The Geek Squad’s technicians aren’t going to use any in-depth virus-scanning tools that you can’t get your hands on. They’ll use a commercially available virus scanner to scan your system for malware. Skip the payment and do this yourself. If you’re using Windows 8 or 10, you already have Windows Defender installed. If you’re using an older version of Windows, you can get the same protection by installing Microsoft’s free Microsoft Security Essentials. If you don’t want to use Microsoft’s antivirus programs for some reason, avast! is a solid, free alternative — just don’t install their browser plugin.

If you’re already running an antivirus and wish you could get a second opinion from another antivirus program — just to be safe — follow these instructions to safely perform a scan with a second antivirus program. You should never have two antivirus programs installed and running in the background at the same time, as they can interfere with each other.

Defragment Your Computer

Best Buy will no doubt “optimize your hard drive” by defragmenting it. If you’re using a solid-state drive, you can skip the defragmenting entirely. If you’re using an older mechanical drive, you probably don’t have to worry about it because Windows runs defragmentation operations automatically on a schedule. If you want to defragment your hard drive on your own, just open the Disk Defragmenter tool and click the button to run a defragmentation operation.

Note that this tool is now named “Optimize Drives” on Windows 8. It’s no longer the Disk Defragmenter.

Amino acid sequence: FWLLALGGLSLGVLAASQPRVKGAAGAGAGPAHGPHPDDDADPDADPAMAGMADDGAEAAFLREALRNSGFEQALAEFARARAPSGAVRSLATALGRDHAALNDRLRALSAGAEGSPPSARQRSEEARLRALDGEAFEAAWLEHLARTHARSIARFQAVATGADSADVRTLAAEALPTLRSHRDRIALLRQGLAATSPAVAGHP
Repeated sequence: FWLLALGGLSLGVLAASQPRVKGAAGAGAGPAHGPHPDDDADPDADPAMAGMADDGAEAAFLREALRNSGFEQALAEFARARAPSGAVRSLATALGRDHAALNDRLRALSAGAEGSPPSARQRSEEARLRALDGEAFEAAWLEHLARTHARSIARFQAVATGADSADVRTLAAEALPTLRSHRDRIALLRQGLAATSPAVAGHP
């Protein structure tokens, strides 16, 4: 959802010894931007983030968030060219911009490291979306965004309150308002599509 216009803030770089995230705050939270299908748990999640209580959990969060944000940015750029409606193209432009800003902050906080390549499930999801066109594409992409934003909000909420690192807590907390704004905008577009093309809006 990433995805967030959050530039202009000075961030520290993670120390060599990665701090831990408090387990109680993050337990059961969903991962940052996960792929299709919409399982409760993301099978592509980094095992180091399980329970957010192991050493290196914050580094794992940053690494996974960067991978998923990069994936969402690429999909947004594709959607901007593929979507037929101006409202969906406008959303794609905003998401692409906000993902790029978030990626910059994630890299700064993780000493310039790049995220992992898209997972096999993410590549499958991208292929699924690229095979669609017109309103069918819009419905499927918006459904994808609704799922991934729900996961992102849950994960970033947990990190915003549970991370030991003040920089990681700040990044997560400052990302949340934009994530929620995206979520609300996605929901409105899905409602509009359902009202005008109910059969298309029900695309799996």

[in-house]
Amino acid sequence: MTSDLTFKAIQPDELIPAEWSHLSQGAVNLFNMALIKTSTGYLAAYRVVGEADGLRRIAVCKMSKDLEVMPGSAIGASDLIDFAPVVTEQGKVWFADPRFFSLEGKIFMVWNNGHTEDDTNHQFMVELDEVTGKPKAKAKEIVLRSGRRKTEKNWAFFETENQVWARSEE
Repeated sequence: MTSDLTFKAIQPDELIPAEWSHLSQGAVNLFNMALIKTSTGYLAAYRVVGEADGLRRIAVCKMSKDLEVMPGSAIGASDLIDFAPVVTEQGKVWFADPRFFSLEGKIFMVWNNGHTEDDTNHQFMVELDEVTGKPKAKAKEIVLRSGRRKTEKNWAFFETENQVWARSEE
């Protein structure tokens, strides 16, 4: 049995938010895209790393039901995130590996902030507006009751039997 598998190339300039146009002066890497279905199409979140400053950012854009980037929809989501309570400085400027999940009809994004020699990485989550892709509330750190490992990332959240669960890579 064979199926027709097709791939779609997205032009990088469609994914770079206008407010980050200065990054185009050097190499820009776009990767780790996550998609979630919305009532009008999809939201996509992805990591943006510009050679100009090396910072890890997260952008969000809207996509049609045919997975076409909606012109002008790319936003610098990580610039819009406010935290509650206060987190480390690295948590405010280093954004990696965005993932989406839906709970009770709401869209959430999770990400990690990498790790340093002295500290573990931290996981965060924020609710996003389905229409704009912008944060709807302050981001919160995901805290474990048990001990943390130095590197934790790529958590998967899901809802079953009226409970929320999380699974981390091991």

Create Restore Discs

You can create restore CDs to easily restore your computer back to its factory default state if its software ever becomes damaged, and stores like Best Buy may charge you to do this for you on new PCs. This isn’t necessary much of the time, as computers ship with recovery partitions and Windows 8 includes built-in refresh and reset options.

However, on Windows 7, you can likely create restore CDs or DVDs using a tool your manufacturer provides. On Windows 8 or 10, you can create a recovery drive that contains a copy of your entire system, just in case the recovery data on your hard drive becomes damaged for some reason.

Restore Your PC To Factory Defaults

One of the biggest tricks up a computer technician’s toolkit is the restoring a computer to its default settings or reinstalling Windows. This will fix whatever is wrong with a computer’s software and put its software in a literally “like new” state. In the past, average people have been put off from reinstalling Windows by the scary-looking text mode installation screens that appear at the start. However, this is now much easier.

If you’re having computer problems and just can’t seem to solve them or you just want to wipe everything out and start fresh, this is the thing to do.

In the past, Best Buy has claimed they perform 100 system tweaks, but we’ve covered all the important stuff here. This sounds like a lot, but you could argue that CCleaner alone performs 100 different system tweaks by deleting different types of files.

Profile Photo for Chris Hoffman Chris Hoffman
Chris Hoffman is Editor-in-Chief of How-To Geek. He's written about technology for over a decade and was a PCWorld columnist for two years. Chris has written for The New York Times and Reader's Digest, been interviewed as a technology expert on TV stations like Miami's NBC 6, and had his work covered by news outlets like the BBC. Since 2011, Chris has written over 2,000 articles that have been read more than one billion times---and that's just here at How-To Geek.